Liu Yang (taikonaut)

Liu Yang (Chinese: 刘洋; pinyin: Liú Yáng; born 6 October 1978) is a Chinese military transport pilot and taikonaut who served as a crew member on the space mission Shenzhou 9.[2][3] On 16 June 2012, Liu became the first Chinese woman in space.[4]

Liu Yang
Liu Yang - UNOOSA 50 Years of Women in Space NHM Vienna 2013 b.jpg
Liu in 2013
Born (1978-10-06) 6 October 1978 (age 44)
Zhengzhou, Henan, China
Space career
PLAAC Taikonaut
Previous occupation
Military transport pilot, PLAAF
RankSenior Colonel, PLASSF
Time in space
195 days, 0 hours and 50 minutes
SelectionChinese Group 2[1]
Total EVAs
Total EVA time
6 hours, 7 minutes
MissionsShenzhou 9, Shenzhou 14
Liu Yang
Traditional Chinese劉洋
Simplified Chinese刘洋


Liu was born in Zhengzhou, Henan province in 1978,[5] into a worker's family of Linzhou, Anyang origin.[6][7] She graduated from PLA Air Force Aviation University in Changchun.

Liu joined the PLA Air Force in 1997 and qualified as a pilot before becoming the deputy head of a flight unit, holding the PLAAF rank of major. She is a veteran pilot with 1,680 hours of flying experience. After two years of astronaut training, Liu excelled in testing before being selected with another woman, Wang Yaping, as a candidate for the astronaut corps.[8]

Liu was selected for the crew of Shenzhou 9, the first crewed mission to the Chinese space station Tiangong 1, along with Jing Haipeng, the first repeat Chinese space traveller, and Liu Wang. Liu became the first female Chinese astronaut to go into space. The mission was launched on June 16, 2012, 49 years to the day after the first female space traveller, cosmonaut Valentina Tereshkova was launched.[9] During this crewed space mission, Liu performed experiments in space medicine.[10]

On June 5, 2022, Liu launched aboard Shenzhou 14 to the Tiangong space station for a mission and stay to last about 6 months.[11] She carried out her first spacewalk on 1 September 2022, becoming the second Chinese woman to conduct one.[12]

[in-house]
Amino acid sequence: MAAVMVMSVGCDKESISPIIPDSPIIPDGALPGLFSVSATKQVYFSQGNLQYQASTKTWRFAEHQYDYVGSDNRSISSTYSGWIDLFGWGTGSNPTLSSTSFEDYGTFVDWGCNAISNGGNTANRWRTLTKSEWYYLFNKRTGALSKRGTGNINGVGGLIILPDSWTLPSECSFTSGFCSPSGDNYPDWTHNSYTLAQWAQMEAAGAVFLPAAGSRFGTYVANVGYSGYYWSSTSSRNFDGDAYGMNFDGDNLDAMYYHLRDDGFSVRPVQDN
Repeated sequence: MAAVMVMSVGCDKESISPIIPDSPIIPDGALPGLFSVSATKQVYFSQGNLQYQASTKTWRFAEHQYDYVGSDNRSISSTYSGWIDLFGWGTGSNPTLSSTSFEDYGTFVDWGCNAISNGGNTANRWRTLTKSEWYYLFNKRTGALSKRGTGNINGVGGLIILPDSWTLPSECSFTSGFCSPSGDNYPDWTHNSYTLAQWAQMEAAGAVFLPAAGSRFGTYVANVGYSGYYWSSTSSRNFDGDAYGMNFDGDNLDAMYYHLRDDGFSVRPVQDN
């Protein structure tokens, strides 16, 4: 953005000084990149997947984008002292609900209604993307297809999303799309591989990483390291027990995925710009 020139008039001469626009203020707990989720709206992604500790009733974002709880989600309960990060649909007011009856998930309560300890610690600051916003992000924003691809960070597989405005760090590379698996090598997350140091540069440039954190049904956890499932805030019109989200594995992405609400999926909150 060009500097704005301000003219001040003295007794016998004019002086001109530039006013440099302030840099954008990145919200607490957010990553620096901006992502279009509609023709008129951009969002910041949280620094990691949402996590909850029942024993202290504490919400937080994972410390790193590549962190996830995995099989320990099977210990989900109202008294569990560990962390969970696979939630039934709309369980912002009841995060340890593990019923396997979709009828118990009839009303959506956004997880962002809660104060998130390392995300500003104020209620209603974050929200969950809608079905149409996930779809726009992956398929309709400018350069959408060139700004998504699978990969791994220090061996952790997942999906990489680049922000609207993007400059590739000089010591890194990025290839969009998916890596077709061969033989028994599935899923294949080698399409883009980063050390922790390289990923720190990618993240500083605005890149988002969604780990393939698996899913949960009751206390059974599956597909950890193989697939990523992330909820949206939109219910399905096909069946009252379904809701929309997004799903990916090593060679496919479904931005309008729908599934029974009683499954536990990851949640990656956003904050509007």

Personal lifeEdit

Liu is a member of the Chinese Communist Party.[13] She is married and has no siblings.[13][14] In February 2015, it was confirmed that she had given birth, but no further information was given about her child.[15] The news agency Xinhua reported a former spaceflight official as claiming that marriage was a requirement for all female Chinese astronauts[9] due to concerns that spaceflight could potentially harm women's fertility[16] and also "married women would be more physically and psychologically mature."[17] However, this requirement has been officially denied by the director of the China Astronaut Centre, stating that this is a preference but not a strict limitation.[18]

Liu has been described as an eloquent speaker, an avid reader and also a lover of cooking.[19]

See alsoEdit


  1. ^ "China mulls over sending female "taikonauts" into space". Xinhuanet. Xinhua. October 31, 2011. Archived from the original on November 1, 2011.
  2. ^ "China readies three taikonauts for station visit". Planetary Society. Archived from the original on October 3, 2012.
  3. ^ Zhang Dan (June 18, 2012). "US media focuses on Chinese female astronaut". Archived from the original on September 30, 2017. Retrieved June 18, 2012.
  4. ^ Du Xiaodan (June 16, 2012). "China launches spaceship with first female astronaut". Archived from the original on March 3, 2016. Retrieved June 18, 2012.
  5. ^ "Liu Yang Born in Zhengzhou University Hospital" (in Chinese). Phoenix Television. June 21, 2012. Retrieved June 22, 2012.
  6. ^ Jin Feng (金凤) (2012). "Female Astronaut liu Yang, Rose Bloom in Space" 《女航天员刘洋,铿锵玫瑰太空绽放》b. 《老年人》 [Old Folks]. Lao Nian Ren (in Chinese). Changsha, Hunan. pp. 12–13. ISSN 1007-2616.
  7. ^ "Visiting The Hometown of Liu yang" (in Chinese). Phoenix Television. June 18, 2012. Retrieved July 27, 2012.
  8. ^ "China prepares for launch, names female astronaut". CNN News. June 15, 2012. Retrieved June 16, 2012.
  9. ^ a b Moskowitz, Clara (June 15, 2012). "China Unveils Astronaut Crew, 1st Female Spaceflyer, for Saturday Launch". Retrieved June 16, 2012.
  10. ^ "China Sends 3 Astronauts, Including a Woman, Into Space". The New York Times. June 17, 2012. Retrieved June 16, 2022.
  11. ^ Helen Regan and Yong Xiong (June 5, 2022). "China launches third crewed mission to new space station". CNN. Retrieved June 5, 2022.
  12. ^ "China's spacewalkers take 2 steps towards faster Tiangong space station construction". South China Morning Post. September 2, 2022. Retrieved September 2, 2022.
  13. ^ a b Amos, Jonathan (June 16, 2012). "China launches space mission with first woman astronaut". BBC. Retrieved June 16, 2012.
  14. ^ "女航天员刘洋婆婆:希望媳妇能尽快生个孩子_资讯频道_凤凰网". Retrieved June 18, 2012.
  15. ^ "China's 1st Female Astronaut Becomes Mom, Resumes Training". The New York Times. Associated Press. February 12, 2015. Archived from the original on February 18, 2015. Retrieved February 18, 2015.
  16. ^ Brenhouse, Hillary (March 25, 2010). "China's Female Astronauts: Must Be a Married Mom". Time.
  17. ^ Malik, Tariq (March 10, 2010). "Just One Hitch in Choosing China's First Women Astronauts". Retrieved June 18, 2012.
  18. ^ "Exclusive interview: Astronauts selection process". CCTV News. CNTV. June 16, 2012. Archived from the original on December 13, 2014. Retrieved June 17, 2012.
  19. ^ "Profile of Liu Yang, China's first woman astronaut". BBC News. June 16, 2012.

External linksEdit